"It is my anxious desire to promote among nations the cultivation of all those arts which are fostered by peace, and which in their turn contribute to maintain the peace of the world." –Queen Victoria
The Great Exhibition of the Works of Industry of all Nations was held in the Crystal Palace in Hyde Park, London, from May 1 to October 15, 1851. It was the first international exhibition of manufactured products and was enormously influential on the development of many aspects of society including art and design education, international trade relations, and the advent of tourism. The Exhibition also set a precedent for the many international exhibitions which followed during the next century.
The Great Exhibition was organized by Prince Albert, Henry Cole, Francis Fuller, Charles Dilke and other members of the Royal Society for the Encouragement of Arts, Manufactures and Commerce as a celebration of modern industrial technology and design. It can be argued that the Great Exhibition was mounted in response to the highly successful national French Industrial Exposition held in Paris, on the Champs Élysées, in 1844.
A special building, nicknamed The Crystal Palace, was designed by Joseph Paxton and Charles Fox to house the show. Spanning 19 acres, the architecturally adventurous building was based on Paxton's experience designing the great greenhouses at Chatsworth House for the sixth Duke of Devonshire. It was constructed from cast-iron frame components and glass made almost exclusively in Birmingham and Smethwick. The massive glass house was 1848 feet long by 454 feet wide, and went from plans to grand opening in just nine months.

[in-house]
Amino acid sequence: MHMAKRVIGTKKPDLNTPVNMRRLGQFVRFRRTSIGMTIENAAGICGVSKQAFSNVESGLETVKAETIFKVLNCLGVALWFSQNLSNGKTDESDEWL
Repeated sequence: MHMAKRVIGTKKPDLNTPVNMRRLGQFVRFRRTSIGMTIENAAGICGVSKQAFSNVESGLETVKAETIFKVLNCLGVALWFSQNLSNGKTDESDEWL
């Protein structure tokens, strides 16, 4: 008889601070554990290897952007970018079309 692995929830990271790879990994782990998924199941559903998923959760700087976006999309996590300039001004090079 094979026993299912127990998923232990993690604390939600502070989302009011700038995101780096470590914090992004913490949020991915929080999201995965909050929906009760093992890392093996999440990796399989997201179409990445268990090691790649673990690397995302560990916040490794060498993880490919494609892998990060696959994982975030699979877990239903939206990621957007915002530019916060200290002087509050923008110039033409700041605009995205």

The building was later moved and re-erected in an enlarged form at Sydenham in south London, an area that was renamed Crystal Palace. Tragically, it was destroyed by fire in 1936.
Six million people, equivalent to a third of the entire population of Great Britain, visited the Great Exhibition. In the great glass halls the public could admire the works designed and created to embrace the interlinked fields of art, design, science, and manufacture. There were 13,937 exhibitors from all corners of the world. Upon entering the vast, two-storied pavillion one could find such diverse displays as ornamental ironwork from the Coalbrooke Dale Iron Works of England, elaborately inlaid furniture by Michael Thonet of Austria, decorative sadlery from Lacey & Phillips of Philadelphia, as well as delicate porcelain from Villeroy & Boch of Germany.
Of considerable public interest were the machine tools and other exhibits that reflected the advances made in civil and mechanical engineering. Sir Daniel Gooch's railway steam locomotives, James Nasmyth's steam hammer, marine engines by Henry Maudslay, and the crowd pleasing envelope-making machine by Thomas De La Rue, all the marvels of 19th century technology. Such attention reflected the considerable esteem that the public held for Victorian engineers.
The profits (£186,000) from the Exhibition were invested in property in the South Kensington area, close to the site of the Crystal Palace. Proceeds from the Exhibition were used to fund the Victoria and Albert Museum, the Science Museum and the Natural History Museum, all built in South Kensington, London. This area was nicknamed "Albertopolis" owing to the large number of cultural and educational institutions constructed under the patronage of Prince Albert. Today these same institutions remain free and open to the public.
Though a great success, the Exhibition caused considerable controversy at the time. Some conservatives feared that the mass of visitors might become a revolutionary mob, while radicals such as Karl Marx saw the Exhibition as an "emblem of the capitalist fetishism of commodities". Today the Great Exhibition of 1851 has become a symbol of the Victorian Age, and its thick catalogue, illustrated with steel engravings, remains a primary source and standard for High Victorian design.